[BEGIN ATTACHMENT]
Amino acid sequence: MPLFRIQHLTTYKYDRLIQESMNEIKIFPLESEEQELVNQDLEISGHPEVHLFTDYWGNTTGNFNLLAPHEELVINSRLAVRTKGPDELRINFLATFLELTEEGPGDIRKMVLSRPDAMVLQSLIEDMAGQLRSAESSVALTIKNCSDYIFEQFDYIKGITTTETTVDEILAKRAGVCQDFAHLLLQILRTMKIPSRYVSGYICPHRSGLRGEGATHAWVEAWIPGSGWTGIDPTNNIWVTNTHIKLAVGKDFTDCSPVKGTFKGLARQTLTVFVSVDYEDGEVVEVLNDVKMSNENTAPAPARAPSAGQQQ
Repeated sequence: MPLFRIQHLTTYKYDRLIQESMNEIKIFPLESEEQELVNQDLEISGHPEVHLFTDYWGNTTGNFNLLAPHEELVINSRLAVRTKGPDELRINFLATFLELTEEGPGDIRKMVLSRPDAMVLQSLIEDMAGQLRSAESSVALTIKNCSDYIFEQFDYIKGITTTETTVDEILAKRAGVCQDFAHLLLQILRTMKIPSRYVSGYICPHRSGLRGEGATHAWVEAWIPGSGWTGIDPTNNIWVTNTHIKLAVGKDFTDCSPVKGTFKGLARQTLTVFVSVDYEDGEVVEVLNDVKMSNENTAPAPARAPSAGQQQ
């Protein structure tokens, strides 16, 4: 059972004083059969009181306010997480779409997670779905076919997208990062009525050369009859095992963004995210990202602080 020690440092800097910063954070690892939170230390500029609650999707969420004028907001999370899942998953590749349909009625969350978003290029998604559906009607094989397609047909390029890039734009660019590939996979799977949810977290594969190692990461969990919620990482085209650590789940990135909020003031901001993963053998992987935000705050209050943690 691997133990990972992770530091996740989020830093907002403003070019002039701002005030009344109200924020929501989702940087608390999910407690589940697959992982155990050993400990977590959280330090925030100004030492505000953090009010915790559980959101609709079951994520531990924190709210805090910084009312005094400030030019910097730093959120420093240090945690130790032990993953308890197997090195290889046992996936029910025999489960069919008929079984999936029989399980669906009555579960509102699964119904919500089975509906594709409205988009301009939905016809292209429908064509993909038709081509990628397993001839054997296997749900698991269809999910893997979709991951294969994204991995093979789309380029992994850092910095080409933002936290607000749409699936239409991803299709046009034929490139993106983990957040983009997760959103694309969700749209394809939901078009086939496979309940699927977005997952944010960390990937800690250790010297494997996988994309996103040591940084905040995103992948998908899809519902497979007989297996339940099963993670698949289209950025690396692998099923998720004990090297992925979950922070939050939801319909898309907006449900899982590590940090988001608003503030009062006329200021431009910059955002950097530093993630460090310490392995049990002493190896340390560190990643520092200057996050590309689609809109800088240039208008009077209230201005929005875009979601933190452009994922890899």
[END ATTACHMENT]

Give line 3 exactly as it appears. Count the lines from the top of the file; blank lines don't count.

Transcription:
């Protein structure tokens, strides 16, 4: 059972004083059969009181306010997480779409997670779905076919997208990062009525050369009859095992963004995210990202602080 020690440092800097910063954070690892939170230390500029609650999707969420004028907001999370899942998953590749349909009625969350978003290029998604559906009607094989397609047909390029890039734009660019590939996979799977949810977290594969190692990461969990919620990482085209650590789940990135909020003031901001993963053998992987935000705050209050943690 691997133990990972992770530091996740989020830093907002403003070019002039701002005030009344109200924020929501989702940087608390999910407690589940697959992982155990050993400990977590959280330090925030100004030492505000953090009010915790559980959101609709079951994520531990924190709210805090910084009312005094400030030019910097730093959120420093240090945690130790032990993953308890197997090195290889046992996936029910025999489960069919008929079984999936029989399980669906009555579960509102699964119904919500089975509906594709409205988009301009939905016809292209429908064509993909038709081509990628397993001839054997296997749900698991269809999910893997979709991951294969994204991995093979789309380029992994850092910095080409933002936290607000749409699936239409991803299709046009034929490139993106983990957040983009997760959103694309969700749209394809939901078009086939496979309940699927977005997952944010960390990937800690250790010297494997996988994309996103040591940084905040995103992948998908899809519902497979007989297996339940099963993670698949289209950025690396692998099923998720004990090297992925979950922070939050939801319909898309907006449900899982590590940090988001608003503030009062006329200021431009910059955002950097530093993630460090310490392995049990002493190896340390560190990643520092200057996050590309689609809109800088240039208008009077209230201005929005875009979601933190452009994922890899």